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Yang, Yifan
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The reported benefits underlying the importance of regular resistance exercise (RE) drive numerous national health organizations to recommend at least 2-3 days per week of RE, preferably spread 48-72 h apart to improve muscle strength and size. However, given the current recommendation for 3-5 days per week of aerobic exercise, the busy lifestyle of working individuals, and/or training schedule of elite athletes, it is inevitable that a portion of these individuals perform RE on consecutive days. Recommendations for the recovery period in between RE sessions from current guidelines stem from studies that examined molecular and cellular responses on muscle hypertrophy and strength, yet the influence of recovery period on cytokines and red blood cell (RBC) parameters remains unclear. Therefore, this study seeks to explore the acute cytokines and RBC responses to RE when performed on 3 non-consecutive (NC) or consecutive (C) days in recreationally active men.

Thirty healthy, recreationally active young males were randomized to 3 NC (~48-72 h between sessions) or 3 C (~24 h between sessions) days of RE in a week. For each RE session, both groups performed 3 sets x 10 repetitions x 10- repetition maximum (RM) of leg press, latissimus pulldown, leg curl, shoulder press, and leg extension. Cytokines [Chemokine ligand 2 (CCL2), Fractalkine (CX3CL1), Interleukin-8 (CXCL8), Interferon (IFN)-γ, and Tumor Necrosis Factor-like weak inducer of apoptosis (TWEAK)] were measured at Pre-RE, 0 h, 1 h and 24 h post-3rd RE, while RBC parameters [RBC count, hemoglobin (Hb), hematocrit (Hct), mean cell volume (MCV), and mean corpuscular hemoglobin concentration (MCHC)] were measured at Pre, 0 h, and 24 h post-3rd RE. Analysis was done using (time x group) mixed repeated measures ANOVA or Aligned Rank Transformation ANOVA.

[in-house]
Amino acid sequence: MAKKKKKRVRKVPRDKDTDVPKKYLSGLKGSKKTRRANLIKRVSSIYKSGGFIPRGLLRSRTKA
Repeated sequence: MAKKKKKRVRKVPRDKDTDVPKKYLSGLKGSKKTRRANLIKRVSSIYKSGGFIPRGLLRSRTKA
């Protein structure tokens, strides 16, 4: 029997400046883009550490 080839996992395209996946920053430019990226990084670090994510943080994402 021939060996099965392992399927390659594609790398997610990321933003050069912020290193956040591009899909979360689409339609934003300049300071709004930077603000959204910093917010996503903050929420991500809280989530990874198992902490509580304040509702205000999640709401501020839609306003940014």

Both groups were similar in age [mean 25 (SD 2) years], height [1.72 (0.06) m], body mass [65 (10) kg], BMI [22.2 (2.7) kg·m2 ], systolic and diastolic blood pressure [114 (5)/ 69 (8) mmHg], fasting glucose [4.5 (0.3) mmol·L-1 ], and physical activity level [2144 (1428) MET-min·week-1 ] at baseline (p = 0.161-0.999). There were no time x group interaction found for all cytokines (p = 0.476 – 0.948) and RBC parameters (p = 0.359-0.680). Time effect was significant for all cytokines (p = 0.002 – 0.028) except for CXCL8 (p = 0.057). Additionally, no group differences were found (p = 0.277 – 0.941). Time effect was significant for all RBC parameters (p = < 0.001 – 0.013). Although group differences were noted in both Hb and MCHC, it was because the mean (SD) for C group (Hb: 15.2 (0.9) g•dL-1 , MCHC: 35.3 (0.9) g•dL-1) were higher than NC group (Hb: 14.4 (1.2) g•dL-1, MCHC: 34.1 (0.9) g•dL-1 ) at the start of the program.

Acute C days of RE does not have any detrimental effect on cytokines and RBC parameters compared to NC days of RE. Respectively, the parameters reviewed are a reflection of the immune system and health indices. This study is significant as the findings would provide further evidence in the consideration of recovery period for exercise guidelines.
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GV482.5 Wan
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